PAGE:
Search…
⌃K
Links

How to Generate Your Own Embedding

Embedding vectors are generally extracted from the activation values of one or many hidden layers of your model.

Ways to obtain embedding vectors

In general, there are many ways of obtaining embedding vectors, including:
  1. 1.
    Word embeddings
  2. 2.
    Autoencoder Embeddings
  3. 3.
    Generative Adversarial Networks (GANs)
  4. 4.
    Pre-trained Embeddings
Given the accessibility to pre-trained transformer models, we will focus on them. This involves using models, such as BERT or GPT-x, trained on a large dataset and made publicly available, then fine-tuning them on a specific task.

Use Case Examples

Once established the choice of models to generate embeddings, the question is: how? The way you generate your embedding must be such that the resulting vector represents your input according to your use case.
CV Image Classification
NLP Classification
NLP Named Entity Recognition
If you are working on image classification, the model will take an image and classify it into a given set of categories. Each of our embedding vectors should be representative of the corresponding entire image input.
First, we need to use a feature_extractor that will take an image and prepare it for the large pre-trained image model.
inputs = feature_extractor(
[x.convert("RGB") for x in batch["image"]],
return_tensors="pt"
).to(device)
Then, we pass the results from the feature_extractor to our model. In PyTorch, we use torch.no_grad() since we don't need to compute the gradients for backward propagation, we are not training the model in this example.
with torch.no_grad():
outputs = model(**inputs)
It is imperative that these outputs contain the activation values of the hidden layers of the model since you will be using them to construct your embeddings. In this scenario, we will use just the last hidden layer.
last_hidden_state = outputs.last_hidden_state
# last_hidden_state.shape = (batch_size, num_image_tokens, hidden_size)
Finally, since we want the embedding vector to represent the entire image, we will average across the second dimension, representing the areas of the image.
embeddings = torch.mean(last_hidden_state, 1).cpu().numpy()
If you are working on NLP sequence classification (for example, sentiment classification), the model will take a piece of text and classify it into a given set of categories. Hence, your embedding vector must represent the entire piece of text.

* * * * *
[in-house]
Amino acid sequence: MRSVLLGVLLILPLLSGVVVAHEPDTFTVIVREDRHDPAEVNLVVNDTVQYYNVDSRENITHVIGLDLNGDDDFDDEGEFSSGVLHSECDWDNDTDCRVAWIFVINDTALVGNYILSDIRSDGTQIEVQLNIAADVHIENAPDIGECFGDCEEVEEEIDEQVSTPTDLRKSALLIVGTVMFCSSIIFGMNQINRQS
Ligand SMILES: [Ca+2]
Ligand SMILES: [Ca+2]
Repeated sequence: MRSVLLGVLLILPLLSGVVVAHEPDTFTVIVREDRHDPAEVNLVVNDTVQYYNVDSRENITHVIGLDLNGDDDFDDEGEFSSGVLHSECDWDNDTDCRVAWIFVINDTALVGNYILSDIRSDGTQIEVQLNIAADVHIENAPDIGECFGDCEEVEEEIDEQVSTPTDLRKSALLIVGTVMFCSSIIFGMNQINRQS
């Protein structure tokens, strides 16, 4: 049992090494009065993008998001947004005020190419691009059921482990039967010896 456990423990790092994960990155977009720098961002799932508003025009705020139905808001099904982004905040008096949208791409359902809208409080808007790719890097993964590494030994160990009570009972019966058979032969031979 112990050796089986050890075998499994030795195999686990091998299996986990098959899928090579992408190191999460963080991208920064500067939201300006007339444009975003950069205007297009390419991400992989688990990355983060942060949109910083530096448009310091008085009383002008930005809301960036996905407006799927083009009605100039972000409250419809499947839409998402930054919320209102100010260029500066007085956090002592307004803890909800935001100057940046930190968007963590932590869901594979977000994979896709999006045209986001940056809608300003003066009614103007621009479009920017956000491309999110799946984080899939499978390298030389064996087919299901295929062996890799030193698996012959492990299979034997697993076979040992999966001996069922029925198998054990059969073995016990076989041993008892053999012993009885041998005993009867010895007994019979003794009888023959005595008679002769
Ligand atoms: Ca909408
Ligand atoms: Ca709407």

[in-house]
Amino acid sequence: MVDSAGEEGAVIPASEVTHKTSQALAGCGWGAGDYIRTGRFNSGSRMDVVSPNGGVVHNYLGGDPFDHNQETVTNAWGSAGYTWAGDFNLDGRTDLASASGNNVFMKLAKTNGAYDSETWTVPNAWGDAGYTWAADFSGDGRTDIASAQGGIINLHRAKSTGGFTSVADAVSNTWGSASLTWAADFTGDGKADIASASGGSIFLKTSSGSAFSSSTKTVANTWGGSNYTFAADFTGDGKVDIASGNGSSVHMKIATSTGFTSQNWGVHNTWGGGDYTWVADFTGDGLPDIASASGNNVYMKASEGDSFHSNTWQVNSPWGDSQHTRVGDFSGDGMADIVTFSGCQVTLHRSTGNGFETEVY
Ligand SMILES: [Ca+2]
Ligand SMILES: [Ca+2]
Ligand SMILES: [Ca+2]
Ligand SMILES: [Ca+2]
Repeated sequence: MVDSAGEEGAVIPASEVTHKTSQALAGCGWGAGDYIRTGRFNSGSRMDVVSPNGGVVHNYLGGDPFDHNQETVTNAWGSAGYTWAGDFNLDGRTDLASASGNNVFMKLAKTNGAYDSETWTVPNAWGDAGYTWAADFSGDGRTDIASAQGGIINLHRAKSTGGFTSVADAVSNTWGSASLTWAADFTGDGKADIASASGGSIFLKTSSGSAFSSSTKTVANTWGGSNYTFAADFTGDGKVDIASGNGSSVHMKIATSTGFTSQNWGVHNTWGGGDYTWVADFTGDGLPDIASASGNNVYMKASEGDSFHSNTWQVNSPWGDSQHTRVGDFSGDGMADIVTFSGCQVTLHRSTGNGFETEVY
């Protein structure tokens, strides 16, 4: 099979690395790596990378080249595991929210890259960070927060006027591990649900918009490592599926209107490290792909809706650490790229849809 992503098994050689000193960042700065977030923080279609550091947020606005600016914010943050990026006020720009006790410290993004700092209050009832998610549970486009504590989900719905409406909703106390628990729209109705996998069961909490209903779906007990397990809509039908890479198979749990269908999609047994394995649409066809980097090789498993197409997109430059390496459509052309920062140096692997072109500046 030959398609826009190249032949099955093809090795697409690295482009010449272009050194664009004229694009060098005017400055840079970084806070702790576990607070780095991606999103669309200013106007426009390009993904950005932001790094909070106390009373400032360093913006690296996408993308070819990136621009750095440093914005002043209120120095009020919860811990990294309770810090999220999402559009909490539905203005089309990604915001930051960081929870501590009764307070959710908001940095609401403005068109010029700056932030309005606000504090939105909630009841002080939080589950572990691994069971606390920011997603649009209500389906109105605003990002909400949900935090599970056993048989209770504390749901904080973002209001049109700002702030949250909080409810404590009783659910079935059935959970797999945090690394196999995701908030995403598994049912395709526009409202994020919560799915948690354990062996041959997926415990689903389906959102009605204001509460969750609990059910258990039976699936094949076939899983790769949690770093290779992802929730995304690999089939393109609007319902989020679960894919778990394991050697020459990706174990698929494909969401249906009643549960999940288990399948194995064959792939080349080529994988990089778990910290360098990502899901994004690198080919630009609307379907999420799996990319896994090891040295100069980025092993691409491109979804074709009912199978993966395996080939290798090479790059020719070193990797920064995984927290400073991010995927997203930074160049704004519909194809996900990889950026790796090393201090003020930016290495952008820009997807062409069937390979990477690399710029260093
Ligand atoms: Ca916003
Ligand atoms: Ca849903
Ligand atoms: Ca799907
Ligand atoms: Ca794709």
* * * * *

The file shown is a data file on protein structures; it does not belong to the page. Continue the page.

For this example, let us assume we are working with a model from the BERT family.
First, we must use a tokenizer that will the text and prepare it for the pre-trained large language model (LLM).
inputs = {
k: v.to(device)
for k,v in batch.items() if k in tokenizer.model_input_names
}
Then, we pass the results from the tokenizer to our model. In PyTorch, we use torch.no_grad() since we don't need to compute the gradients for backward propagation, we are not training the model in this example.
with torch.no_grad():
outputs = model(**inputs)
It is imperative that these outputs contain the activation values of the hidden layers of the model since you will be using them to construct your embeddings. In this scenario, we will use just the last hidden layer.
last_hidden_state = outputs.last_hidden_state
# last_hidden_state.shape = (batch_size, num_tokens, hidden_size)
Finally, since we want the embedding vector to represent the entire piece of text for classification, we will use the vector associated with the classification token,[CLS], as our embedding vector.
embeddings = last_hidden_state[:,0,:].cpu().numpy()
If you are working on NLP Named Entity Recognition (NER), the model will take a piece of text and classify some words within it into a given set of entities. Hence, each of your embedding vectors must represent a classified word or token.
For this example, let us assume we are working with a model from the BERT family.
First, we must use a tokenizer that will the text and prepare it for the pre-trained large language model (LLM).
inputs = {
k: v.to(device)
for k,v in batch.items() if k in tokenizer.model_input_names
}
Then, we pass the results from the tokenizer to our model. In PyTorch, we use torch.no_grad() since we don't need to compute the gradients for backward propagation, we are not training the model in this example.
with torch.no_grad():
outputs = model(**inputs)
It is imperative that these outputs contain the activation values of the hidden layers of the model since you will be using them to construct your embeddings. In this scenario, we will use just the last hidden layer.
last_hidden_state = outputs.last_hidden_state.cpu().numpy()
# last_hidden_state.shape = (batch_size, num_tokens, hidden_size)
Further, since we want the embedding vector to represent any given token, we will use the vector associated with a specific token in the piece of text as our embedding vector. So, let token_index be the integer value that locates the token of interest in the list of tokens that result from passing the piece of text to the tokenizer. Let ex_index the integer value that locates a given example in the batch. Then,
token_embedding = last_hidden_state[ex_index, token_index,:]

Additional Resources

Check out our tutorials on how to generate embeddings for different use cases using large, pre-trained models.
Use-Case
Code
NLP Multi-Class Sentiment Classification using Hugging Face
​Colab Link​
NLP Multi-Class Sentiment Classification using OpenAI
​Colab Link​
NLP Named Entity Recognition using Hugging Face
​Colab Link​
CV Image Classification using Hugging Face
​Colab Link​